U-M events hone in on fighting racism in academia
Rackham Graduate School’s Leading Equity and Diversity Initiatives and the School of Engineering both hosted virtual events last week discussing diversity and whiteness in academia. These events were part of the schools’ ongoing Diversity, Equity and Inclusion initiatives, which promise to emphasize their commitment to anti-racism.
Manu Platt, associate professor at Georgia Institute of Technology, led “Gaslighting in the Academy: Will Black Lives Continue to Matter?” to promote anti-racist practices. Platt outlined the various injustices Black Americans face explicitly and implicitly, drawing on recent police shootings and Black Lives Matter protests to emphasize what can be done in academia to effect change.
Platt said making students and faculty members feel as though they have opportunity to advance is as important as making them feel welcome and valued.
As chair of admissions and recruiting for the Biomedical Engineering doctoral program at Georgia Tech, Platt recalled the amount of work that had to be done in reshaping the department faculty’s perception of a diverse class of students.
“There were several things that we had to overcome from training our admissions committee as well as having a faculty that was in support of recruiting these students and not looking at it as ‘we’re going to ruin our department by doing this,’” Platt said.
To combat the racism within departments or entire schools, Platt said all members of academia, regardless of position, need to pursue anti-racist measures individually while putting pressure on the leadership.
“Don’t take the pressure off the senior people, but I think everyone needs to think about what their own role is,” Platt said.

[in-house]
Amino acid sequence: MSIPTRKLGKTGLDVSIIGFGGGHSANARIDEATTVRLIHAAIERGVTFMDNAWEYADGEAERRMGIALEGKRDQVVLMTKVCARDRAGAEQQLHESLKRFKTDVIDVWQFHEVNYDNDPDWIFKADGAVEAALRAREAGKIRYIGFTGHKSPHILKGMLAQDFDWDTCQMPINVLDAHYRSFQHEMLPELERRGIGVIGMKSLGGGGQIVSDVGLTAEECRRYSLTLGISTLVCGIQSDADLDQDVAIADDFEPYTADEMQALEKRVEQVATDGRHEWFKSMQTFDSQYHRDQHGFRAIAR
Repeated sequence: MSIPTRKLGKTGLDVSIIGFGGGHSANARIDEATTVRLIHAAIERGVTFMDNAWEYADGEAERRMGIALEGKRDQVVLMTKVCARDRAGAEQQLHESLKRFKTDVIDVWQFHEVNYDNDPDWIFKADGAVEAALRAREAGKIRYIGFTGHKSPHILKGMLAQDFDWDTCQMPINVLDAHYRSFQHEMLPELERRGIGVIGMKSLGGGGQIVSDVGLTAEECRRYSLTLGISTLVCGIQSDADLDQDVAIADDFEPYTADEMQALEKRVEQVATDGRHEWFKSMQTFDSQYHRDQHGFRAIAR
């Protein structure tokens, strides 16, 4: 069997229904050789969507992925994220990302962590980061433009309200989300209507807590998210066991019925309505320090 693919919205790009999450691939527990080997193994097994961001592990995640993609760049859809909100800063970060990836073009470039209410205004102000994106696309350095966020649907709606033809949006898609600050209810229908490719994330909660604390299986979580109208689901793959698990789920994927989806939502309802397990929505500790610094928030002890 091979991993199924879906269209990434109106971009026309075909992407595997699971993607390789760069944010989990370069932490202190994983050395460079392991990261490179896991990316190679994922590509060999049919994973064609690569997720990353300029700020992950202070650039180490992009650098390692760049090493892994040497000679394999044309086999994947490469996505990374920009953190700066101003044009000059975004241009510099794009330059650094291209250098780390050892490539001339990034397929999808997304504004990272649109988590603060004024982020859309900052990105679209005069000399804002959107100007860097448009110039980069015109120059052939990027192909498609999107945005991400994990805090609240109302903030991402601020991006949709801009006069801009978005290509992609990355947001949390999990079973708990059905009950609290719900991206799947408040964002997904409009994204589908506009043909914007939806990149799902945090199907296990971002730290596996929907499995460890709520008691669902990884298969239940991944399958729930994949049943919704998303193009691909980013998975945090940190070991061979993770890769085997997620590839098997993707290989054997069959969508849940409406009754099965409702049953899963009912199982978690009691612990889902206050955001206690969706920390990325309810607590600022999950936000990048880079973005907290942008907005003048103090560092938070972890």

To better engage with Black students on incidents of blatant and systemic racism, Platt said faculty and staff should not try to challenge the experiences of students who feel comfortable enough to talk with them about discriminatory interactions with certain professors.
Platt said it’s important for administrators to use their power to get racist incidents addressed while asking targeted students if they are comfortable with the course of action.
Another key point of Platt’s lecture was a discussion of how academia could modify behavior.
“We all have our own biases,” Platt said. “And it hit me that I need to change my frame of view.”
Rackham L.E.A.D. hosted a virtual panel called “Decentering Whiteness in Academia” on Friday night about how higher education institutions can create a sense of belonging for all.
Elizabeth Cole, professor of psychology, women’s and gender studies and Afroamerican and African studies at the University of Michigan, said she believes decentering whiteness doesn’t mean moving another group out of the center, but rather requires academia to widen its view of success and scholarship.
“Decentering means being open to a broader view of what it means to be a scholar, what it means to do academic work, what learning looks like, what success looks like,” Cole said.
Stephanie Rowley, provost, dean and vice president for Academic Affairs of Columbia Teachers College, pointed to subtle ways white supremacy culture pervades academia. She explained how academia’s use of journal articles as the gold standard of success and scholarship ignores other important work scholars of color often engage in.
“What about other sorts of work that may be just as important, work in the community, white papers, collaborative papers that are written with community partners?” Rowley said. “Oftentimes, what happens is we say, ‘This is the only standard we have, and if we don’t use the standard we have, we don’t have standards?’”
At an individual level, Rowley said students and staff with privilege can disrupt conversations with a technique called narrating the room, in which a person draws attention to who is and is not speaking in a conversation and creating space for groups who may be afraid to speak up.
“I have a colleague who just regularly raises her hand and says, ‘Excuse me, the men are speaking, what do the women think here?’” Rowley said.
Rowley and Cole agreed that decentering whiteness requires more than the occasional DEI session. They argued that white supremacy subtly pervades academia, and true inclusion requires changing practices at all levels of academia.
“One of the things that I see a lot in institutions is a focus on superficial levels of DE&I,” Rowley said. “I do think that sometimes we do the feel good things, we do the community conversations or a book club … without really digging into how we’re doing the work, who’s at the table for the work, how our practices include or exclude people and how we actually do have the power to set new standards that are excellent and more inclusive.”
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